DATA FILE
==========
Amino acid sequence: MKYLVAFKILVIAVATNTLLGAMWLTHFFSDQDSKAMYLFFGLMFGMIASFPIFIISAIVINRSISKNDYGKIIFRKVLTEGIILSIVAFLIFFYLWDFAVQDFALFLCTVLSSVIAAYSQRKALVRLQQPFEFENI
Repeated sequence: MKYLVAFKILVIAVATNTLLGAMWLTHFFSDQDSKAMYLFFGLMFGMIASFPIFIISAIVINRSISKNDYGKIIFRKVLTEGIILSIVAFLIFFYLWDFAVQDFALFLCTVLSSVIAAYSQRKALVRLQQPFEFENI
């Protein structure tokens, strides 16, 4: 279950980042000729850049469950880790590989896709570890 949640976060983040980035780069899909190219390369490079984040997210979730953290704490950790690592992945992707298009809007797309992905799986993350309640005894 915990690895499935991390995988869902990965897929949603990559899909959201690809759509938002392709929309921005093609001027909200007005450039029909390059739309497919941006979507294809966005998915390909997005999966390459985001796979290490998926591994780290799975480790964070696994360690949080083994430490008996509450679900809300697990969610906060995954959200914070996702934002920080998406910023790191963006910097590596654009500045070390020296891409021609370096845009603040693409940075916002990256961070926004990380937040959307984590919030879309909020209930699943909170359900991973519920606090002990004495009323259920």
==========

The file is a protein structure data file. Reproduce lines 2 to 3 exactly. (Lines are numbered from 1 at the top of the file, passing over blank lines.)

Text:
Repeated sequence: MKYLVAFKILVIAVATNTLLGAMWLTHFFSDQDSKAMYLFFGLMFGMIASFPIFIISAIVINRSISKNDYGKIIFRKVLTEGIILSIVAFLIFFYLWDFAVQDFALFLCTVLSSVIAAYSQRKALVRLQQPFEFENI
């Protein structure tokens, strides 16, 4: 279950980042000729850049469950880790590989896709570890 949640976060983040980035780069899909190219390369490079984040997210979730953290704490950790690592992945992707298009809007797309992905799986993350309640005894 915990690895499935991390995988869902990965897929949603990559899909959201690809759509938002392709929309921005093609001027909200007005450039029909390059739309497919941006979507294809966005998915390909997005999966390459985001796979290490998926591994780290799975480790964070696994360690949080083994430490008996509450679900809300697990969610906060995954959200914070996702934002920080998406910023790191963006910097590596654009500045070390020296891409021609370096845009603040693409940075916002990256961070926004990380937040959307984590919030879309909020209930699943909170359900991973519920606090002990004495009323259920």